Another example of a man employing drugs to abort an unborn baby

By Dave Andrusko

Dr. Thomas A,. Pfeiffer, right, walks out of court on Tuesday with his attorney, Mitchell Elman.  Patricia Doxsey — Daily Freeman

Dr. Thomas A,. Pfeiffer, right, walks out of court on Tuesday with his attorney, Mitchell Elman.
Patricia Doxsey — Daily Freeman

Another example of  a boyfriend using drugs to abort unborn babies confirms once again that this form of coerced abortion may be far more prevalent than we think.

The Mirror, a British newspaper, reported yesterday than an unnamed man who twice tried to abort his girlfriend’s baby, will be sentenced March 17.

John Shammas reported that the mother lost her baby at 12 weeks last March. In court yesterday, the woman, also unnamed, said, “He tried several times to convince me to have an abortion but it was not an option for me.”

According to Shammas, the man had previously purchased abortifacients online, slipped the pills into a smoothie but grew “concerned when it appeared to have not worked.”

“He grew worried that as a result of his botched attempt the child would be born with disabilties,” Shammas reported.

His second attempt succeeded at killing the baby.

He told the court, “I felt guilt and remorse, but I thought it was the only possible outcome.”

But Kaja Strandfjord, the prosecutor, responded, “He imported these substances. All of it was precisely and cynically planned.”

Meanwhile, a Red Hook, New York, anesthesiologist “accused of choking an acquaintance and forcing her to swallow a Plan B, or ‘morning after,” pill pleaded guilty Tuesday to a single count of harassment,” according to Patricia Doxsey, a reporter for the Daily Freeman.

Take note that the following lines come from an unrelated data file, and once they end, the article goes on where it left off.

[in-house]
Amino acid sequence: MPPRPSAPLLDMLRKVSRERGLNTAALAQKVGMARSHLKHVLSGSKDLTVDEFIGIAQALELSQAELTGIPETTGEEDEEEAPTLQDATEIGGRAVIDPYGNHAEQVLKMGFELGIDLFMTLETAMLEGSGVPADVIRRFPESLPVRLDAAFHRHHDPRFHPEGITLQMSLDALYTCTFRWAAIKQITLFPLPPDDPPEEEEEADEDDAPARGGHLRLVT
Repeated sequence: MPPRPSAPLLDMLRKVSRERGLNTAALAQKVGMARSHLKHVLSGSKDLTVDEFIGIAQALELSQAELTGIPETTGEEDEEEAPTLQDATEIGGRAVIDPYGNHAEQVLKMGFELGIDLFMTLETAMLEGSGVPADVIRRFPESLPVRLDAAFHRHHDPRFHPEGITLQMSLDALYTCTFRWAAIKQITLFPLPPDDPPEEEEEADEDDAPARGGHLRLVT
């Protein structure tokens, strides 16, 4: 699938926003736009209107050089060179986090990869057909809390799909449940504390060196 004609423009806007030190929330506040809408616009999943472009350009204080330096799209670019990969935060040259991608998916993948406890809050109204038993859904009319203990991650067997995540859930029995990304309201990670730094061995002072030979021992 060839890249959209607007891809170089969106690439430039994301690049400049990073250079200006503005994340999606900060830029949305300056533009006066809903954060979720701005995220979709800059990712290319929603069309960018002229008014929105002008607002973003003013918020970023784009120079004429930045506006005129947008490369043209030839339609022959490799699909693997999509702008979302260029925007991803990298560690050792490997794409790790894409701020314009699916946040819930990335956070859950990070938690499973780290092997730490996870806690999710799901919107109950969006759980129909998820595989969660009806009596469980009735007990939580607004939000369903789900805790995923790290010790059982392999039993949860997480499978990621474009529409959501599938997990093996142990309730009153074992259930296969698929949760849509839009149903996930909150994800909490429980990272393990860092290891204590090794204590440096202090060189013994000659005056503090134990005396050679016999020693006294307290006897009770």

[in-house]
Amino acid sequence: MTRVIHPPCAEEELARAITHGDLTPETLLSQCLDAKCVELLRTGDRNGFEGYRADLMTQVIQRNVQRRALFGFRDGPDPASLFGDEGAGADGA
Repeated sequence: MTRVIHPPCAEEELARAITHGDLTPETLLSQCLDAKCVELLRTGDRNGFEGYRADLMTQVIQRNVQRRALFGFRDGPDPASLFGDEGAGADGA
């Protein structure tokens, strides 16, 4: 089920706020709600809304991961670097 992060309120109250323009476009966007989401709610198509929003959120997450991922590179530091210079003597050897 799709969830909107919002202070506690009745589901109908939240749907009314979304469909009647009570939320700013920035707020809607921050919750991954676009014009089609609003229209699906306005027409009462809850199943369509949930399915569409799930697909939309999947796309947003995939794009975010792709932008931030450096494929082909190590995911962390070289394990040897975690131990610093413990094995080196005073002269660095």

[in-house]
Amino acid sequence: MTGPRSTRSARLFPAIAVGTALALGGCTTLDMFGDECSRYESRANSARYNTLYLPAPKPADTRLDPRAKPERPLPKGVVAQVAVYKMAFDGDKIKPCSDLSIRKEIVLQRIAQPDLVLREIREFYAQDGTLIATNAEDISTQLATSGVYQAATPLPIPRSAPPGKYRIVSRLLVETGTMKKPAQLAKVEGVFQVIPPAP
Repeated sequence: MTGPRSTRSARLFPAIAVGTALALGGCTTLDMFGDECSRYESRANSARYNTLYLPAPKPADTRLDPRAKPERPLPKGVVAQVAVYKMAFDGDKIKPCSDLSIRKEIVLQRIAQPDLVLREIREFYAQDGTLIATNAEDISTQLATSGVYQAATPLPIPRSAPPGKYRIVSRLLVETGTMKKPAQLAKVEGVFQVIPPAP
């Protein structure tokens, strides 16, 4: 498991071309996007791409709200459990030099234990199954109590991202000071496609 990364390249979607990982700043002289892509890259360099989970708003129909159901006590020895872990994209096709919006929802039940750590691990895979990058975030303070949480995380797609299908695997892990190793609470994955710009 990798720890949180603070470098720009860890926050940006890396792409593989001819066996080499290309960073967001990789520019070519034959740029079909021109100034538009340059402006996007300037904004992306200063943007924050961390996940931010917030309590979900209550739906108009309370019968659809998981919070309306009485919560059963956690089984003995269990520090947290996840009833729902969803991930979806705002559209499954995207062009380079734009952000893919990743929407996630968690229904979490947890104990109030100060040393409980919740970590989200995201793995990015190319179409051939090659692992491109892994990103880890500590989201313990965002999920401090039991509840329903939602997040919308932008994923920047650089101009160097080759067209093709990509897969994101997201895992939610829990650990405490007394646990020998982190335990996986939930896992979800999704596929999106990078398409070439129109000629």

The three stories online about the case are not exactly models of clarity. What we know for sure is that the Ulster County District Attorney’s Office reduced the original charges against Dr. Thomas A. Pfeiffer –“the felonies of abortion and strangulation and the misdemeanors of assault and criminal mischief”– to the “misdemeanors and violations and allowed the guilty plea to only harassment.”

Doxsey explained that on December 3, when deputies responding to a “no voice 911 call,” they found Pfeiffer involved in a violent dispute with the victim.

Brewster said deputies were told “by one or both” parties that the woman called Pfeiffer after taking a home pregnancy test that “came out positive” to inform him she was pregnant. Pfeiffer then went to a pharmacy, where he was able to purchase the over-the-counter drug without a prescription.

During the course of the dispute, Pfeiffer allegedly choked the woman and forced her to ingest a Plan B, or “morning after,” pill.

None of the stories explicitly stated what happened to the baby.

Since the “morning after” pill “works” [if it truly works at all] for only up to five days after intercourse, the narrative is confusing. How could the victim—reduced to “an acquaintance” in yesterday’s story—test positive on a pregnancy test if Pfeiffer was convinced Plan B would abort the baby?

Pfeiffer’s “sentence” was “a conditional discharge, contingent on his completion of the 33-week EVOLVE group counseling program run by Family of Woodstock for men who have committed domestic violence.”

For his part, Pfeiffer dismissed what happened as a “heated disagreement that got blown out of proportion,” adding “False accusations were made in the heat of the moment.”

Nothing was said about the victim in yesterday’s account of the brief hearing Tuesday night before Rosendale Town Justice Robert Vosper until the final two paragraphs:

Authorities said the woman suffered injuries to her throat and neck and was treated at HealthAlliance Hospital’s Broadway Campus in Kingston.

In addition to requiring Pfeiffer to complete the EVOLVE program, Vosper issued a “limited” order of protection requiring that Pfeiffer not harass the woman.

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